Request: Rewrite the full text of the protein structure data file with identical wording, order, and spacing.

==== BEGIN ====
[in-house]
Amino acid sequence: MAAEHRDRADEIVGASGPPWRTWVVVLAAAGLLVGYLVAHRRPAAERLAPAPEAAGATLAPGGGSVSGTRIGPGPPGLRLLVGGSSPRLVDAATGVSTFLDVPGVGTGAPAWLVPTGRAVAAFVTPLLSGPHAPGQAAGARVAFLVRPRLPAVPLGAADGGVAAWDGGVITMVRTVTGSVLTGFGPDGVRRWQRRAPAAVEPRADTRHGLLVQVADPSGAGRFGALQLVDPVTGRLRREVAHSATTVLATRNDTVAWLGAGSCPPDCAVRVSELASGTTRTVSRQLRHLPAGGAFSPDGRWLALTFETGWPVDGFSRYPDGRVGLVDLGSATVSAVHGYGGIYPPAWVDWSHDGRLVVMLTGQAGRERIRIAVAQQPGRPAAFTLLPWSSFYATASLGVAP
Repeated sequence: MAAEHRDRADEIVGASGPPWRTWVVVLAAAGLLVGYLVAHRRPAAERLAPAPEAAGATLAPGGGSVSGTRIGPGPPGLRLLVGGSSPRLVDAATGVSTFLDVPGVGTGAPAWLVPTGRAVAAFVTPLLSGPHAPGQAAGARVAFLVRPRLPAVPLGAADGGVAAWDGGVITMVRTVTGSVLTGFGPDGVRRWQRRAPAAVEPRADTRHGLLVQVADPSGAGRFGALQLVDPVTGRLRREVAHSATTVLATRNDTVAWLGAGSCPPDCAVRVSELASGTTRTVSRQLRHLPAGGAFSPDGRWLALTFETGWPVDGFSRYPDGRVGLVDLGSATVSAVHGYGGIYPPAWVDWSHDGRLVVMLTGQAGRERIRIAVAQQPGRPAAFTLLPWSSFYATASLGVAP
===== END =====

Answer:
[in-house]
Amino acid sequence: MAAEHRDRADEIVGASGPPWRTWVVVLAAAGLLVGYLVAHRRPAAERLAPAPEAAGATLAPGGGSVSGTRIGPGPPGLRLLVGGSSPRLVDAATGVSTFLDVPGVGTGAPAWLVPTGRAVAAFVTPLLSGPHAPGQAAGARVAFLVRPRLPAVPLGAADGGVAAWDGGVITMVRTVTGSVLTGFGPDGVRRWQRRAPAAVEPRADTRHGLLVQVADPSGAGRFGALQLVDPVTGRLRREVAHSATTVLATRNDTVAWLGAGSCPPDCAVRVSELASGTTRTVSRQLRHLPAGGAFSPDGRWLALTFETGWPVDGFSRYPDGRVGLVDLGSATVSAVHGYGGIYPPAWVDWSHDGRLVVMLTGQAGRERIRIAVAQQPGRPAAFTLLPWSSFYATASLGVAP
Repeated sequence: MAAEHRDRADEIVGASGPPWRTWVVVLAAAGLLVGYLVAHRRPAAERLAPAPEAAGATLAPGGGSVSGTRIGPGPPGLRLLVGGSSPRLVDAATGVSTFLDVPGVGTGAPAWLVPTGRAVAAFVTPLLSGPHAPGQAAGARVAFLVRPRLPAVPLGAADGGVAAWDGGVITMVRTVTGSVLTGFGPDGVRRWQRRAPAAVEPRADTRHGLLVQVADPSGAGRFGALQLVDPVTGRLRREVAHSATTVLATRNDTVAWLGAGSCPPDCAVRVSELASGTTRTVSRQLRHLPAGGAFSPDGRWLALTFETGWPVDGFSRYPDGRVGLVDLGSATVSAVHGYGGIYPPAWVDWSHDGRLVVMLTGQAGRERIRIAVAQQPGRPAAFTLLPWSSFYATASLGVAP